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Death Penalty Cases Require Qualified Lawyers

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What Skills Are Necessary in a Qualified Death Penalty Lawyer?

When a defendant is found guilty of a crime that is grounds for the death penalty, the counsel for the defendant must be in top form. The defense team's death penalty-related knowledge must be of the highest order. Some of the requirements for a defense team in such cases include the following:


 
  • The defense team must have no fewer than two criminal lawyers, one of whom should be an investigator and one of whom should be a specialist in getting reduced sentences.
  • One of the members of the team should have the training to recognize any mental impairments in the defendant.
  • Counsel must have access to any experts and/or investigative services necessary for the level of defense required.
  • Attorneys for the defense in a death penalty case must have a better than average understanding of the laws governing the death penalty. One of the criminal lawyers should have the skill levels necessary to research and draft the documents needed to contest the sentence. Great communication skills are also a necessity for this legal job.
  • Circumstances that may prove the crime was not as severe as stated by the prosecuting attorney should be well researched by the defense team and presented as evidence. It does not hurt to be an eloquent speaker when it comes to selecting jurors, cross-examining witnesses, and making opening and closing statements.
  • A criminal defense lawyer must know how to question witnesses in order to get the expert testimony that could save his or her client.

Prosecution vs. Defense in Death Penalty Cases

The prosecution in a death penalty case will present the evidence, witnesses, and any other circumstances that they feel will get the defendant the death penalty. Their job is to prove to the jury beyond a reasonable doubt that the defendant did indeed commit the crime for which he or she is being prosecuted. This legal job entails great responsibility, as the burden of proof lies with the prosecutor.

The defense, on the other hand, only has to convince the jurors that there is a reasonable doubt as to the defendant's guilt. The evidence presented by the prosecution must be explained in some way by the defense. The responsibilities for both prosecutors and defense lawyers are heavy when it comes to cases involving the death penalty, as the outcome of these cases will decide whether someone lives or dies.

Appellate Courts and Their Roles

States have multi-level appellate systems. The middle levels review appeals from the trial courts. The highest level in a given state, usually the state's supreme court, reviews appeals of the decisions made by the mid-level appellate courts. For the most part, these appeals are not automatic. An appeal has to come from the defendant in petition form.

Appellate lawyers must be ready to file appeals and have their grounds for an appeal well researched. There are several common grounds for an appeal, including:

1) The allowance of inadmissible evidence. If any evidence was obtained through a violation of the constitutional rights of the defendant, it is considered inadmissible.

2) Was the evidence sufficient to support the guilty verdict? If not, this is grounds for an appeal.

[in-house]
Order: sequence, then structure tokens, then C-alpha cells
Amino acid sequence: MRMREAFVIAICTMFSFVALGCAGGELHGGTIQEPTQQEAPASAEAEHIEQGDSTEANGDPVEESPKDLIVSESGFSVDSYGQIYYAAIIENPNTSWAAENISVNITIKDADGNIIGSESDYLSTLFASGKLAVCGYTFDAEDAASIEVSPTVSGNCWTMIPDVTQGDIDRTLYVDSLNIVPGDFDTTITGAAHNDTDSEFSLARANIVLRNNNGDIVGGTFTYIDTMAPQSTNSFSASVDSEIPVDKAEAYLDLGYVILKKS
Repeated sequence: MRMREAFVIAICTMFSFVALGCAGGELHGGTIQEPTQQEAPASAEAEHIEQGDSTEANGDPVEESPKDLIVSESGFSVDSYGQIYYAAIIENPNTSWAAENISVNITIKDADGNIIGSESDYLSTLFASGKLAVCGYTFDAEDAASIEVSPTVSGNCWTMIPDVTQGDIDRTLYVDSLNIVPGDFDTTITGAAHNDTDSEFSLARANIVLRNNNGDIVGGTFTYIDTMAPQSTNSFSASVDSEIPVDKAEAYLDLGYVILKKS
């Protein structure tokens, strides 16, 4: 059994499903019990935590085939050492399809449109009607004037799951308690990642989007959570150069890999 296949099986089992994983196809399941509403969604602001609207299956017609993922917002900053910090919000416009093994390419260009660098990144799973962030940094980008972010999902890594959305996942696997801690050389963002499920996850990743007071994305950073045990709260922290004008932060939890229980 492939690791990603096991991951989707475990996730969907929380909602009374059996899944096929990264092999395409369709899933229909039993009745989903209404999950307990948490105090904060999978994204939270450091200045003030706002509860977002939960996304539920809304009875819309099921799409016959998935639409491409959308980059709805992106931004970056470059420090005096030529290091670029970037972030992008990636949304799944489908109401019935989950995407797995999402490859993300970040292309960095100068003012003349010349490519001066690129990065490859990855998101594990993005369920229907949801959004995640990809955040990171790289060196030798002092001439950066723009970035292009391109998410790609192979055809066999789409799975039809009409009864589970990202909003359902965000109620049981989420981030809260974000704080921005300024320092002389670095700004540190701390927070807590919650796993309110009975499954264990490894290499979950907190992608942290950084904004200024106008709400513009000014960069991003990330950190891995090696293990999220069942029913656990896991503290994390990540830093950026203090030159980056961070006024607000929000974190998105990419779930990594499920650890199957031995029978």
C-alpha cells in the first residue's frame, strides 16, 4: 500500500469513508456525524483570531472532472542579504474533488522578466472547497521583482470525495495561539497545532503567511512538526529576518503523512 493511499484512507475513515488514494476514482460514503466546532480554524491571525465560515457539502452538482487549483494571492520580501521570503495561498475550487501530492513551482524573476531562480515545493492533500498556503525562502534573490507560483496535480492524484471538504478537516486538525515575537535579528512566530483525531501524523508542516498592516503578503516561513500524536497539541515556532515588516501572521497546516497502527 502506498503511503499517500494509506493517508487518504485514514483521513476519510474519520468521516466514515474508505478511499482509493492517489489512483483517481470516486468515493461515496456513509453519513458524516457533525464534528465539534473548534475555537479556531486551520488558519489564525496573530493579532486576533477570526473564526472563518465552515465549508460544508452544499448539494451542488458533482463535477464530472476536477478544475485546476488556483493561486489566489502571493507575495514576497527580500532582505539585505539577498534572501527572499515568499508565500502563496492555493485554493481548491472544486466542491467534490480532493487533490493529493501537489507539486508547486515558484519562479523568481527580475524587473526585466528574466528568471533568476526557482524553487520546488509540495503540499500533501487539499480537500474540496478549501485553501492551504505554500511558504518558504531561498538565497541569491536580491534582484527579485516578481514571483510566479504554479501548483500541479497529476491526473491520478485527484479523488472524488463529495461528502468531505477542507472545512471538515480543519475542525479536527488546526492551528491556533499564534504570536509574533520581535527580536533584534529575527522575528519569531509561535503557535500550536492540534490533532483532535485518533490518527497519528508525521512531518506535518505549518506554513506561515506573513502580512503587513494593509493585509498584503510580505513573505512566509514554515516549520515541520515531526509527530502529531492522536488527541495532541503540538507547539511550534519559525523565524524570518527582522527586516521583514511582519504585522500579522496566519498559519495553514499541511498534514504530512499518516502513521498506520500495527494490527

3) The judge may have misstated something in his charge to the jury. This is another reason for an appeal.

4) Juror misconduct is another grounds for appeal.

Appealing a death penalty is a great challenge for an appellate lawyer because if he or she does not perform this legal job successfully, the person he or she is defending will die. As such, the stresses of this legal job can be difficult to put aside at the end of the day. Death penalty work is among the most difficult kinds of work a criminal lawyer can have.

A Supreme Court Case: Kennedy vs. Louisiana

The U.S. Solicitor General and the state of Louisiana have asked the U.S. Supreme Court to reconsider the decision it handed down in the Kennedy vs. Louisiana case. The request comes as a federal law from 2006 allowing the death penalty for child rape has been brought into the picture. The Supreme Court has been informed that the Solicitor General and the state of Louisiana were unaware of the federal law, which is a military law, when they first argued the case before the Supreme Court, and although they have conceded that this was their error, they feel the Supreme Court should reopen the case and take the law into account.

If this happens, it may set a new precedent for death penalty appeals, but whether or not the Supreme Court will reconsider the decision is anybody's guess. However the case goes, it will not help Jose Ernesto Medellin, who died from lethal injection in a Huntsville, Texas, prison last Tuesday night. Medellin was a Mexican national who was convicted and sentenced to death for the part he played in the rape and murder of two teenage girls over 15 year ago.

Regardless of the final outcome in Kennedy vs. Louisiana, it will be a lesson to legal teams everywhere that no stone should be left unturned when it comes to researching any and all laws that could have an impact on the cases they are trying.


About Harrison Barnes
Harrison Barnes is the founder of LawCrossing and an internationally recognized expert in attorney search and placement. Harrison is extremely committed to and passionate about the profession of legal placement. Harrison’s writings about attorney careers and placement attract millions of reads each year. LawCrossing has been ranked on the Inc. 500 twice. For more information, please visit Harrison Barnes’ bio.

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